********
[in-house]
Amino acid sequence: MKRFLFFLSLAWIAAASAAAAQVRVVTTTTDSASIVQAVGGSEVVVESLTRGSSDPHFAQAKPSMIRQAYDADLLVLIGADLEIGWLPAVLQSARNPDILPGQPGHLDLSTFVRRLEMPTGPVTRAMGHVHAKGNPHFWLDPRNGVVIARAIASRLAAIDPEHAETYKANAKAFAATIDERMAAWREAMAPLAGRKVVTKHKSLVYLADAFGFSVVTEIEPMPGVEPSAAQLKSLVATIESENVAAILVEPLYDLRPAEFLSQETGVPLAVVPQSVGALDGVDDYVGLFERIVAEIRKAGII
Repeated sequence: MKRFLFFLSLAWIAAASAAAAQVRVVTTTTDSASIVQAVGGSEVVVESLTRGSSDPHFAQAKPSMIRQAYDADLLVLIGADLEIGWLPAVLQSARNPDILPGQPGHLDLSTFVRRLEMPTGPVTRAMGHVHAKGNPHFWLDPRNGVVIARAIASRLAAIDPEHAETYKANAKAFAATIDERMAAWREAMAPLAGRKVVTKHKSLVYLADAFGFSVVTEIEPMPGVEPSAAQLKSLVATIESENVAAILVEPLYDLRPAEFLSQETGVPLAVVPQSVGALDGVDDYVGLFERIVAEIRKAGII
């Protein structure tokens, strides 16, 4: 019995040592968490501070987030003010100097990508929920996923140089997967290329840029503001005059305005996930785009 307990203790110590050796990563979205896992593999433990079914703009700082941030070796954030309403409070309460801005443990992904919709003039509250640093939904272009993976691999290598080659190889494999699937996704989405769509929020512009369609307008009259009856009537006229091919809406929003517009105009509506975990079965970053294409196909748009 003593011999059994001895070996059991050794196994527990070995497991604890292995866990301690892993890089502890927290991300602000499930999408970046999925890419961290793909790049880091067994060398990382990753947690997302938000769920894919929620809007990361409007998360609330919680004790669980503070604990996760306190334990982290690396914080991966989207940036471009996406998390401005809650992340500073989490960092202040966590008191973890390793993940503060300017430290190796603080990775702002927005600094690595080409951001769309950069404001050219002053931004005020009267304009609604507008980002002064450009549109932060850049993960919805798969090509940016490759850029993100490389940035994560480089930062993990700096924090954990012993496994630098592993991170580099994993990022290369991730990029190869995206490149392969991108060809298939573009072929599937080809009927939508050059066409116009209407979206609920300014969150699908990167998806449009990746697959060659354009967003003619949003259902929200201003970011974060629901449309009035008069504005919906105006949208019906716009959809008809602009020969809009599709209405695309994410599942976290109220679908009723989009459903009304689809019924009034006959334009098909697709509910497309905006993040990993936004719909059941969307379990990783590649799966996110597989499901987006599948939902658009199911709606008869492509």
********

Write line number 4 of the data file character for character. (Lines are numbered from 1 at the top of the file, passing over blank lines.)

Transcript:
């Protein structure tokens, strides 16, 4: 019995040592968490501070987030003010100097990508929920996923140089997967290329840029503001005059305005996930785009 307990203790110590050796990563979205896992593999433990079914703009700082941030070796954030309403409070309460801005443990992904919709003039509250640093939904272009993976691999290598080659190889494999699937996704989405769509929020512009369609307008009259009856009537006229091919809406929003517009105009509506975990079965970053294409196909748009 003593011999059994001895070996059991050794196994527990070995497991604890292995866990301690892993890089502890927290991300602000499930999408970046999925890419961290793909790049880091067994060398990382990753947690997302938000769920894919929620809007990361409007998360609330919680004790669980503070604990996760306190334990982290690396914080991966989207940036471009996406998390401005809650992340500073989490960092202040966590008191973890390793993940503060300017430290190796603080990775702002927005600094690595080409951001769309950069404001050219002053931004005020009267304009609604507008980002002064450009549109932060850049993960919805798969090509940016490759850029993100490389940035994560480089930062993990700096924090954990012993496994630098592993991170580099994993990022290369991730990029190869995206490149392969991108060809298939573009072929599937080809009927939508050059066409116009209407979206609920300014969150699908990167998806449009990746697959060659354009967003003619949003259902929200201003970011974060629901449309009035008069504005919906105006949208019906716009959809008809602009020969809009599709209405695309994410599942976290109220679908009723989009459903009304689809019924009034006959334009098909697709509910497309905006993040990993936004719909059941969307379990990783590649799966996110597989499901987006599948939902658009199911709606008869492509």